National Black Doll Museum

National Black Doll Museum " Mothers! Give your children dolls that look like them to play with and cuddle. They will learn as they grow older to love and care for their own children and not neglect them."
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Marcus Garvey The Museum
The 1st in New England, the second in the country , and most probably the largest in the WORLD! FOUND: DOLL HOUSE 5,000sq FT. This unique cultural and educational facility will be the second museum in the nation dedicated to preserving the history of black dolls. It is the brainchild of sisters Debra Britt and Felicia Walker .. They established the non profit organization the Doll E. Daze Project and Museum Inc., in 2006 with several objectives in mind:

To preserve doll history and culture by presenting the art of doll making and collecting through workshops and lectures. To stimulate an interest in African American history by revealing the little-known, often-neglected facts of history with visual stimulation. To provide a resource library of information for doll research and the documentation of printed material, photographs, and audio recording
To support and work in conjunction with other nonprofit, charitable organizations in an exchange of exhibits and educational workshop

Operating as usual

Archaeologists say Harriet Tubman's home discovered in Maryland
04/24/2021
Archaeologists say Harriet Tubman's home discovered in Maryland

Archaeologists say Harriet Tubman's home discovered in Maryland

Maryland state officials said in a news release Monday that archaeologists working on land owned by the U.S. Fish and Wildlife Service believe they have discovered the home where abolitionist legend Harriet Tubman lived as a young girl.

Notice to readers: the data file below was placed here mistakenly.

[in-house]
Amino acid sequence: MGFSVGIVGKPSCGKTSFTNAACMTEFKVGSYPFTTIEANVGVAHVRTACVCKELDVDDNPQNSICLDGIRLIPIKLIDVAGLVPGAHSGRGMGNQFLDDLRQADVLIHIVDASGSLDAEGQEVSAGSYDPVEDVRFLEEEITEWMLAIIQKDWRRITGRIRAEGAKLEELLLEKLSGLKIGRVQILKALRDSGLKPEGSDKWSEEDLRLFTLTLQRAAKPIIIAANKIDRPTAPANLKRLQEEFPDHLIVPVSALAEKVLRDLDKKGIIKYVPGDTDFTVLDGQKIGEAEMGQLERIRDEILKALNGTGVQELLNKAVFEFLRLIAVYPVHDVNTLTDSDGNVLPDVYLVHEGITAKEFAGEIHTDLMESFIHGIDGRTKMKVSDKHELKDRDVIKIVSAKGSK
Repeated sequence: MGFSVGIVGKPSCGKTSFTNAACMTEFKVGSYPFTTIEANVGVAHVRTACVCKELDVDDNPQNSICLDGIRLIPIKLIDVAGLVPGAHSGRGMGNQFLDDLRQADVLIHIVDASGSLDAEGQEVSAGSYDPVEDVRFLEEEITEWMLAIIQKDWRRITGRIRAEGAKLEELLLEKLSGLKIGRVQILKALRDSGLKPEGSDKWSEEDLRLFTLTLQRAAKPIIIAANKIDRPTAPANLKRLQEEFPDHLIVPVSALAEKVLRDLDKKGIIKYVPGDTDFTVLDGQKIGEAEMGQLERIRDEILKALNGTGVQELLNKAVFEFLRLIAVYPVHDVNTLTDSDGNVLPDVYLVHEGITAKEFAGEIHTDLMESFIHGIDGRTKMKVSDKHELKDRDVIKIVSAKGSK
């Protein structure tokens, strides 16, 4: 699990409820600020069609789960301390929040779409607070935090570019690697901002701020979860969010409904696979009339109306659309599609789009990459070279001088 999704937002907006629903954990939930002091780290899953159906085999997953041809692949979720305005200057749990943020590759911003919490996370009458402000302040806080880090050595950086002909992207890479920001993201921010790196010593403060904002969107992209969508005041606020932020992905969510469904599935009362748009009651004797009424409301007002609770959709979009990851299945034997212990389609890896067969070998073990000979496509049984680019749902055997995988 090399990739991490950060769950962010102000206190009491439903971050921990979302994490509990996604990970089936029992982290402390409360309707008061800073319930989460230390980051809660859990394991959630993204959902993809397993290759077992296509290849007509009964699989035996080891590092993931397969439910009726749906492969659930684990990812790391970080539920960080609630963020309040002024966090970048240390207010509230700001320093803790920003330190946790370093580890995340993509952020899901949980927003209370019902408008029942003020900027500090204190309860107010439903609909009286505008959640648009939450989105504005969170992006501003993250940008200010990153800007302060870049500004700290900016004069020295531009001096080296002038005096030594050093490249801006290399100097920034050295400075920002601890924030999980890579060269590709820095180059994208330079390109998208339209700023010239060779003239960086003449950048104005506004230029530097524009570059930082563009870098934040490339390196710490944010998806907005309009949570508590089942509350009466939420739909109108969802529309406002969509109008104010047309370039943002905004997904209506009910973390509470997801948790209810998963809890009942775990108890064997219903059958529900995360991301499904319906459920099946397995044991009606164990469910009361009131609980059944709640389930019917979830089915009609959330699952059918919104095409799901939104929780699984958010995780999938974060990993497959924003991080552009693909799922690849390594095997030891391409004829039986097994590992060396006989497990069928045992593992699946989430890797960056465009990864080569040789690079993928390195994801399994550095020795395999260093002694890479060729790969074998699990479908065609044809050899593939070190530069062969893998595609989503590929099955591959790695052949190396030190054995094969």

Connie Morgan  1935-1993Constance “Connie” Enola Morgan was one of the first three African American women to play in the...
04/04/2021

Connie Morgan 1935-1993
Constance “Connie” Enola Morgan was one of the first three African American women to play in the Negro Leagues. Morgan was born in Philadelphia, Pennsylvania, on October 17, 1935. Her mother, Vivian Beverly, stayed at home with her five children while her father, Howard Morgan, worked as a window cleaner. She first attended Landreth Elementary School and graduated from John Bartram High School in Philadelphia in 1952 before enrolling in the William Penn Business School.

Morgan first played baseball in high school as a catcher with the North Philadelphia Honey Drippers, an African American women’s baseball team for a total of five seasons. She played several positions, with a final batting average of .338. While in business school, Morgan read an article in the local newspaper about African American women playing for the Indianapolis Clowns, a Negro League team. She wrote the manager, Syd Pollack, and asked for a tryout. She was invited to come to a game in 1954 when the Clowns were in an exhibition game with the Baltimore Orioles. Pollack was so impressed with Morgan’s skills that he signed her to a two-year contract, replacing Toni Stone at second base.